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France spooked by intelligence failures

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PARIS — French intelligence isn’t looking so intelligent these days.

The country’s spies have acquired a certain cachet in recent years, thanks to the internationally acclaimed TV series “Le Bureau des Légendes.” But now they stand accused of legendary blunders, most notably failing to anticipate Russia’s invasion of Ukraine.

That faux pas has alarmed French lawmakers and is particularly embarrassing as the United States warned repeatedly that Russian President Vladimir Putin would launch an attack — and was proved correct.

But it is not the only failure being laid at the door of the French intelligence community. Critics have also blamed the spooks for neglecting to spot that Australia would ditch a major submarine deal with France, and for failing to foresee a coup in Mali.

Official discontent with France’s spies moved from the secret world into the open last week, when French media reported that General Eric Vidaud, the head of the Directorate of Military Intelligence (DRM), had been forced out after just seven months in the job.

Vidaud, a former special forces commander, was said to have provided “inadequate briefings” and to have “lacked expertise” on key issues, according to website L’Opinion, which broke the story.

Some experts say Vidaud was the fall guy not just for Ukraine but for broader failings, particularly at the DRM, which is dwarfed in terms of resources by France’s main foreign intelligence agency, the Directorate General for External Security (DGSE).

The DRM has traditionally focused on locations in which French troops are active, such as the Sahel region of Africa, making it less equipped to make judgments on areas such as Eastern Europe.

“They had expertise in the Sahel, and less on what happened in Ukraine and Belarus,” said Pierre Brochand, a former DGSE boss.

“I believe that Vidaud is a scapegoat,” he added, describing the DRM as a “weak service … that has never really worked well.”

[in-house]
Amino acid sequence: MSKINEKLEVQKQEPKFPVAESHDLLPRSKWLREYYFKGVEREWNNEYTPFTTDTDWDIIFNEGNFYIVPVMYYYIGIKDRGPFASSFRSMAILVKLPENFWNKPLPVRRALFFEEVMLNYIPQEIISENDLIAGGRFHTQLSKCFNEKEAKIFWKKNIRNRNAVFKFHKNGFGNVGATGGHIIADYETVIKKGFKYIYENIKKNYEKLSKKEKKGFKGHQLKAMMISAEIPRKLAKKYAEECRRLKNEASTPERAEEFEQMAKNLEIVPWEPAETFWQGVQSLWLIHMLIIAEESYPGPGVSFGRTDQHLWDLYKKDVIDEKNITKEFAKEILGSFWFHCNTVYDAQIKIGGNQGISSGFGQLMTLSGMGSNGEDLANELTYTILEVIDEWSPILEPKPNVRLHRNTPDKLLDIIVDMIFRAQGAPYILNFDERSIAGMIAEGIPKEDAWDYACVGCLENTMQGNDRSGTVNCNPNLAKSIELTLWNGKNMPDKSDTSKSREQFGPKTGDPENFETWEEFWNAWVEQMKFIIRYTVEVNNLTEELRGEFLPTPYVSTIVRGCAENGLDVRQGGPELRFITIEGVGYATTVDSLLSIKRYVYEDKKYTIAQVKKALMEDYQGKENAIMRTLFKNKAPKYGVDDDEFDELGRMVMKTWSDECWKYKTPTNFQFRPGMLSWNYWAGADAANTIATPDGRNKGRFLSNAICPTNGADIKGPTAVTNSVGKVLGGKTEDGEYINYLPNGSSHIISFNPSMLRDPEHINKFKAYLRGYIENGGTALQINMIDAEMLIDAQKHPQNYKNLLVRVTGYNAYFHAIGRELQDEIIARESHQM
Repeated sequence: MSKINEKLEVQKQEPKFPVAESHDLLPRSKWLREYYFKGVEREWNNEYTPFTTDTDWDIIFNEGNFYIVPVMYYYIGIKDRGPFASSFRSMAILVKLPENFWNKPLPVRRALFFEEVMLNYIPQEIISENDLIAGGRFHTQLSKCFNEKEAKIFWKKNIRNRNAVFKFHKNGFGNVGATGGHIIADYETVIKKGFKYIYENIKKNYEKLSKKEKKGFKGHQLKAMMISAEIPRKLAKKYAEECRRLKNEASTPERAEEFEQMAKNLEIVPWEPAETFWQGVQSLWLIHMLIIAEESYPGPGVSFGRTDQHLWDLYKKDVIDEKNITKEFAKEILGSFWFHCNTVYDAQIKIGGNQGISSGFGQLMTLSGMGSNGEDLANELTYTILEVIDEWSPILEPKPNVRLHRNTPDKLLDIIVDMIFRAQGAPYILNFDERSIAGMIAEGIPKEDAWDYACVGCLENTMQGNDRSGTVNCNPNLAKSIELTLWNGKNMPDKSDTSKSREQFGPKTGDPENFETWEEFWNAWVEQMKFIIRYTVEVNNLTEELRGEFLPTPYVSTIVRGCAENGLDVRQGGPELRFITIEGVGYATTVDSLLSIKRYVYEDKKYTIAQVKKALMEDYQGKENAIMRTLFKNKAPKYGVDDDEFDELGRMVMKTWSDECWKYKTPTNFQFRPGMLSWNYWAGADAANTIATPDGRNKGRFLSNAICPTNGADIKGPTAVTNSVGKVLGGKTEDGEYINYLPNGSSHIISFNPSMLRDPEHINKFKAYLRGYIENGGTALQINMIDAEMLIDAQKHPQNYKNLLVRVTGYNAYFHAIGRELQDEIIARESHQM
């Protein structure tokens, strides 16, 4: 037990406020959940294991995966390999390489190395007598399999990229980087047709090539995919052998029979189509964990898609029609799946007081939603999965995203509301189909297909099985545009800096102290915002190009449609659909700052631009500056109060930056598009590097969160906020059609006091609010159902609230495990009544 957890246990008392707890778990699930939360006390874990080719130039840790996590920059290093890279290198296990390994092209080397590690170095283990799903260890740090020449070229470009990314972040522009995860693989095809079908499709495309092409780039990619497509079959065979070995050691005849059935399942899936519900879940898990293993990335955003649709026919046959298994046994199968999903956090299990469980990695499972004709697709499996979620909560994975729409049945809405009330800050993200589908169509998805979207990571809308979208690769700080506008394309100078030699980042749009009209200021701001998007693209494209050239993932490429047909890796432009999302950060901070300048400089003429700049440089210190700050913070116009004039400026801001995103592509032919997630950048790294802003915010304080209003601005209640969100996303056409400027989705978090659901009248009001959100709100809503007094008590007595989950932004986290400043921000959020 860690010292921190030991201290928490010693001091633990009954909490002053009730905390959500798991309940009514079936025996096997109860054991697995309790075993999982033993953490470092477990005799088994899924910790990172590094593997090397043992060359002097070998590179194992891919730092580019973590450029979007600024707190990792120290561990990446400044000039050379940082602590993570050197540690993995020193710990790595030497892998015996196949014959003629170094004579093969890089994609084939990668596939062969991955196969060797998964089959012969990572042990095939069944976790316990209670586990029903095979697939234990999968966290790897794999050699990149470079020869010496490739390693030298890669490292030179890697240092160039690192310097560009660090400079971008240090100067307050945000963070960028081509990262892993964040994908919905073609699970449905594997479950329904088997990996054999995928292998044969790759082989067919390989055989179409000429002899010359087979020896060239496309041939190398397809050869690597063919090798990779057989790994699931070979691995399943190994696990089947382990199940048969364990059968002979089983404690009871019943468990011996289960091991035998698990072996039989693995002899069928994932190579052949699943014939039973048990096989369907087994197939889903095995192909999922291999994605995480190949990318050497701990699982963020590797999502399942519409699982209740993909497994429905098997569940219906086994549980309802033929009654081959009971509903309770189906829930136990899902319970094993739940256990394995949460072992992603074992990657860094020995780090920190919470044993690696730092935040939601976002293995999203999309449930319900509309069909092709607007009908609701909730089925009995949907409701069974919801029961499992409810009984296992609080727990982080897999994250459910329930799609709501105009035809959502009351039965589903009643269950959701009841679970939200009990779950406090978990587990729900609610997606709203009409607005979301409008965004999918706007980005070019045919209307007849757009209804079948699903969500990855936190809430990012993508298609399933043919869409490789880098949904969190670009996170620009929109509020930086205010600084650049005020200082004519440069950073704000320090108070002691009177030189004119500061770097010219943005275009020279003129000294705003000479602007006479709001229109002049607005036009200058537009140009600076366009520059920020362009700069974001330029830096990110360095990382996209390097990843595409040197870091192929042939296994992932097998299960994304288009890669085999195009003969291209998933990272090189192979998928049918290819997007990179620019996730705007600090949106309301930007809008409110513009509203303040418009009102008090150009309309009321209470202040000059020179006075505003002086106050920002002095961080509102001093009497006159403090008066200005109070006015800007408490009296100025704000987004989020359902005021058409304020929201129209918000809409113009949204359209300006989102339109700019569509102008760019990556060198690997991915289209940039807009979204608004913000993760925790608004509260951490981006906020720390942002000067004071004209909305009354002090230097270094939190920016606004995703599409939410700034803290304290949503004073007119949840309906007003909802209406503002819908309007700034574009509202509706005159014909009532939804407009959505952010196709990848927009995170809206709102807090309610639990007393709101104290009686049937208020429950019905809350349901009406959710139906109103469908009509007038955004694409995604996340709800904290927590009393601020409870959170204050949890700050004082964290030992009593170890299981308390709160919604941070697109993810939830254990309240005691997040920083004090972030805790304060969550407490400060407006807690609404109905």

“They don’t attract the most brilliant minds because of a lack of resources and organization,” said Brochand.

Media reports suggest Vidaud may have lost out in a personality clash with General Thierry Burkhard, the French army chief of staff.

Burkhard’s office did not respond to multiple requests for comment. But in an unusually public admonition, Burkhard pointedly noted last month that American spies had done a better job of reading Putin’s intentions than their French counterparts.

“The Americans said that the Russians were going to attack, they were right,” he said in an interview with Le Monde. “Our services thought instead that the conquest of Ukraine would have a tremendous cost, and that Russians had other options.”

Inquiry plan

Christian Cambon, a French senator who chairs the Senate’s foreign affairs and defense committee, said lawmakers from both houses of parliament who oversee intelligence matters would launch an inquiry into Vidaud’s departure.

“The personality issues are not the problem,” said Cambon, a member of the conservative opposition Les Républicains party. “What we want to know is whether the military intelligence is at the level we, in France, expect it to be.”

Cambon noted France had also been blindsided twice last year — by Australia’s decision to ditch its submarine deal with France and form a new alliance with the U.S. and the U.K., known as AUKUS, and by a coup in Mali that deposed a previous military regime.

“The AUKUS affair … we can’t say that we saw it coming,” said Cambon. “In Mali, the coup inside the coup … we did not really see that coming either.”

Some have rallied to Vidaud’s defense – the general himself has not commented publicly on his departure – arguing that the task of military intelligence is to assess military capabilities, and pointing the finger of blame for the failure to read Putin at the DGSE.

“Political intelligence lies in the hands of the DGSE,” said Christophe Gomart, a former DRM chief and ex-head of French special forces.

The DRM “must say if the Russian army is ready in terms of practical, physical preparation, if that army has the means to attack,” he said. “But the decision [to attack] remains a political one, and that’s the DGSE’s role.”

However, the DGSE is likely to emerge the winner in any internal tussle between the two services. It has some 7,000 employees, as opposed to 2,100 at the DRM. And, according to many officials, it benefits from direct access to President Emmanuel Macron. Some officials called Bernard Emié, the current head of the DGSE, “Macron’s pal.”

Eric Denécé, director of the French Center for Intelligence Research think tank, said Vidaud appeared to have been the wrong man in the wrong place at the wrong time.

“From what people told me, Vidaud wasn’t a good fit, and it was not his thing,” said Denécé, who questioned the recent practice of putting former special forces commanders in charge of military intelligence.

“There’s not a great culture of intelligence in the French army,” he added. “There aren’t so many officials who have that in their blood.”

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